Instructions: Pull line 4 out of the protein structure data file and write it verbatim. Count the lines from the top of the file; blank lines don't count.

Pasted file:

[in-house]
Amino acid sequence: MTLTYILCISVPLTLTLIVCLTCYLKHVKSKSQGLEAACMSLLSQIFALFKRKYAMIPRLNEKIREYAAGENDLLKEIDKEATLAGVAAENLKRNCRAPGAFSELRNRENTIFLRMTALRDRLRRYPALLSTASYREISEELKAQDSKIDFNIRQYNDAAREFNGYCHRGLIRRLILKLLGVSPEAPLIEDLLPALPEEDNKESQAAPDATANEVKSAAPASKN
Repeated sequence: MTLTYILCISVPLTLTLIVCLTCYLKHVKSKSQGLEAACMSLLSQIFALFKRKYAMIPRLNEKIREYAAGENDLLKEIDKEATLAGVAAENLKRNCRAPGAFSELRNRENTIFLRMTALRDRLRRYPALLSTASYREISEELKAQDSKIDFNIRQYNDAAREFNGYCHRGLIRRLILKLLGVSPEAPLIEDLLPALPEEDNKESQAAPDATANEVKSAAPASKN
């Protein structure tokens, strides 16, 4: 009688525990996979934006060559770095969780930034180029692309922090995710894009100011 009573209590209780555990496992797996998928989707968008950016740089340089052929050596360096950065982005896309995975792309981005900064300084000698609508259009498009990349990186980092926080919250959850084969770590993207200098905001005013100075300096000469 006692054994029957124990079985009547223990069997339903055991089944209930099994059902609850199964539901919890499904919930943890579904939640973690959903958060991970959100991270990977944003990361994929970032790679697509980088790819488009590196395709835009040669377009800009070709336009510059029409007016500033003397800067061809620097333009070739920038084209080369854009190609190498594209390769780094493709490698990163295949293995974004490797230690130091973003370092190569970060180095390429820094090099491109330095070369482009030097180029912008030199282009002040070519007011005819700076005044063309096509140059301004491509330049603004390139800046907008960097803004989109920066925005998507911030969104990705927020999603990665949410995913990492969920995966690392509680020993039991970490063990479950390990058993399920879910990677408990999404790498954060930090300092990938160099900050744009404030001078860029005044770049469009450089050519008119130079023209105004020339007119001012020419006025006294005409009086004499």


């Protein structure tokens, strides 16, 4: 009688525990996979934006060559770095969780930034180029692309922090995710894009100011 009573209590209780555990496992797996998928989707968008950016740089340089052929050596360096950065982005896309995975792309981005900064300084000698609508259009498009990349990186980092926080919250959850084969770590993207200098905001005013100075300096000469 006692054994029957124990079985009547223990069997339903055991089944209930099994059902609850199964539901919890499904919930943890579904939640973690959903958060991970959100991270990977944003990361994929970032790679697509980088790819488009590196395709835009040669377009800009070709336009510059029409007016500033003397800067061809620097333009070739920038084209080369854009190609190498594209390769780094493709490698990163295949293995974004490797230690130091973003370092190569970060180095390429820094090099491109330095070369482009030097180029912008030199282009002040070519007011005819700076005044063309096509140059301004491509330049603004390139800046907008960097803004989109920066925005998507911030969104990705927020999603990665949410995913990492969920995966690392509680020993039991970490063990479950390990058993399920879910990677408990999404790498954060930090300092990938160099900050744009404030001078860029005044770049469009450089050519008119130079023209105004020339007119001012020419006025006294005409009086004499």